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Southwest plane that landed at wrong airport back in the air
Branson, Mo. • The pilots of a Southwest Airlines flight that mistakenly landed at the wrong Missouri airport were grounded Monday, less than a day after they touched down at a small airfield that gave them only half as much room as normal to stop the jet.
Southwest Flight 4013 was traveling Sunday evening from Chicago's Midway Airport to Branson Airport but instead landed at tiny Taney County Airport seven miles away.
No one was hurt, but after the 124 passengers were let off the plane, they noticed the airliner had come dangerously close to the end of the runway, where it could have tumbled down a steep embankment if it had left the pavement.
"As soon as we touched down, the pilot applied the brake very hard and very forcibly," said Scott Schieffer, a Dallas attorney. "I was wearing a seatbelt, but I was lurched forward because of the heavy pressure of the brake. You could smell burnt rubber, a very distinct smell of burnt rubber as we were stopping."
Branson Airport has a runway that is more than 7,100 feet long — a typical size for commercial traffic. The longest runway at Taney County is only slightly more than 3,700 feet because it is designed for small private planes.
After the jet stopped, a flight attendant welcomed passengers to Branson, Schieffer said. Then, after a few moments, "the pilot came on and said, 'Ladies and gentlemen, I'm sorry to tell you we landed at the wrong airport.'"
Southwest spokesman Brandy King said grounding the pilots involved is common while the airline and federal aviation officials investigate.
Both pilots are Southwest veterans. The captain is in his 15th year flying for the carrier. The first officer will mark 13 years in June, the airline said.
At first, Schieffer said, he considered the error only an inconvenience. But once he got off the plane, someone pointed to the edge of the runway, which he estimated as about 100 feet away.
"It was surreal when I realized we could have been in real danger," he said. "And instead of an inconvenience, it could have been a real tragedy."
Mark Parent, manager of the smaller airport also known as M. Graham Clark Downtown Airport, described the distance as closer to 300 feet. He said the runway is built partly on landfill. At the end, there is a "significant drop-off," with a ravine beneath it, then busy U.S. 65 on the other side.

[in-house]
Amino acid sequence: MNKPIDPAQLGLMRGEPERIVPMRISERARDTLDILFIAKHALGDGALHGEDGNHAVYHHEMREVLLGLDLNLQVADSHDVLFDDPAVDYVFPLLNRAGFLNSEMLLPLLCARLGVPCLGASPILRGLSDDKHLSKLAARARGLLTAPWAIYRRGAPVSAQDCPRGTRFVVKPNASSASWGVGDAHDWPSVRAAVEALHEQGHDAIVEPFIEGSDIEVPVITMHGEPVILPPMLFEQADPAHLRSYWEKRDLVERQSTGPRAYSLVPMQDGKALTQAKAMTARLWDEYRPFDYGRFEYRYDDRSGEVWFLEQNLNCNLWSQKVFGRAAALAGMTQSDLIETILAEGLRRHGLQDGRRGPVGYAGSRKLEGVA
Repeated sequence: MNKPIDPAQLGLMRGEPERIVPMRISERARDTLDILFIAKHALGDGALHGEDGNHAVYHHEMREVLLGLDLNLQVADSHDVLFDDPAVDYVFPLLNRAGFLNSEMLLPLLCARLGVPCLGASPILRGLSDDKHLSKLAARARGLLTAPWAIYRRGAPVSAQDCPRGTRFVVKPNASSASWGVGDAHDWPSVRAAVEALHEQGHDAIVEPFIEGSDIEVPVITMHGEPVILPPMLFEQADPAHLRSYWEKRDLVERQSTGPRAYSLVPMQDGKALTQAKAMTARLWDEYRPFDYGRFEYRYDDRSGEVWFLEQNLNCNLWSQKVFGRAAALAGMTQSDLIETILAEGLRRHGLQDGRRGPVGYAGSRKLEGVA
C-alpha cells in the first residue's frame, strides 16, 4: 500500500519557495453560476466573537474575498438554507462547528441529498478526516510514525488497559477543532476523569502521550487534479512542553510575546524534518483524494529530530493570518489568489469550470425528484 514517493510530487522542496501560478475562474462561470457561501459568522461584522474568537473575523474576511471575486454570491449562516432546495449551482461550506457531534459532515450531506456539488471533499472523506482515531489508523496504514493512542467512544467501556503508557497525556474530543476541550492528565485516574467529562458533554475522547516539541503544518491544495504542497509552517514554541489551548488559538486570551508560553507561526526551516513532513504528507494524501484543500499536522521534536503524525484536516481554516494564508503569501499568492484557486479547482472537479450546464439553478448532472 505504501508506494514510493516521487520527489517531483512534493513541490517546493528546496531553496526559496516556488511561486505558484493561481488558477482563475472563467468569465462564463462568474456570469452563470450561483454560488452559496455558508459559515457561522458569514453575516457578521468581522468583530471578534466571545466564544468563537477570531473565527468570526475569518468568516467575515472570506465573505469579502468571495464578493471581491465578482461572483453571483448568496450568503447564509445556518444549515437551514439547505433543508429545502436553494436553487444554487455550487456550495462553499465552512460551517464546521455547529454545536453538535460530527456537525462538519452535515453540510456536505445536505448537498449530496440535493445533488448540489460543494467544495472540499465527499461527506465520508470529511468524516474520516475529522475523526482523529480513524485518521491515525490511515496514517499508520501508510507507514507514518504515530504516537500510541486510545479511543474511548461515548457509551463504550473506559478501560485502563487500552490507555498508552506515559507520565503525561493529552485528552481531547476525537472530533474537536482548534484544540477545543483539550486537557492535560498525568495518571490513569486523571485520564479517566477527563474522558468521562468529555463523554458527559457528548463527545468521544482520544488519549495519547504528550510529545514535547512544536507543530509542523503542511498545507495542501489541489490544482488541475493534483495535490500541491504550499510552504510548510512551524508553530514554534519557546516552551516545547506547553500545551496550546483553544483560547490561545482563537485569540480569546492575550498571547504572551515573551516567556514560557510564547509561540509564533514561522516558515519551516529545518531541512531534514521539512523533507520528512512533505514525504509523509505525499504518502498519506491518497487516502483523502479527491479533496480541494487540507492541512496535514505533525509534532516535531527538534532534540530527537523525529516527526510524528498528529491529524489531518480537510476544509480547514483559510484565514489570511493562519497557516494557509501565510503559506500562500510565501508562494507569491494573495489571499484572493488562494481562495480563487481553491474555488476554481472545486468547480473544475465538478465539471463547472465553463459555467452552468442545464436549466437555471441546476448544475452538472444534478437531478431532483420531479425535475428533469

He said a Boeing 737 had never landed at the small airfield, which opened in 1970 and normally handles light jets, turboprops and small aircraft for the charter, corporate and tourism markets.
No one was at the airport when the Southwest flight landed. Airport employees had gone home about an hour earlier but were called back after the unexpected arrival, Parent said.
Federal Aviation Administration spokesman Tony Molinaro said the agency was investigating, but he declined to elaborate.
Jeff Bourk, executive director of Branson Airport, said the Southwest pilot was in communication with the airport tower, which cleared him to land around 6 p.m. The plane touched down a few moments later at the other airport.
Skies were clear at the time, with the temperature in the 50s, Bourk said.
A third Southwest employee — not a pilot — was in the cockpit jumpseat, King said. That would not be unusual, since flight attendants sometimes ride along to meet another flight on which they are scheduled to work, a practice known as "deadheading."
After the landing, passengers were loaded on buses for the 7-mile trip to Branson. Southwest brought in another plane for passengers flying on to Love Field in Dallas. That flight departed around 10 p.m., Bourke said.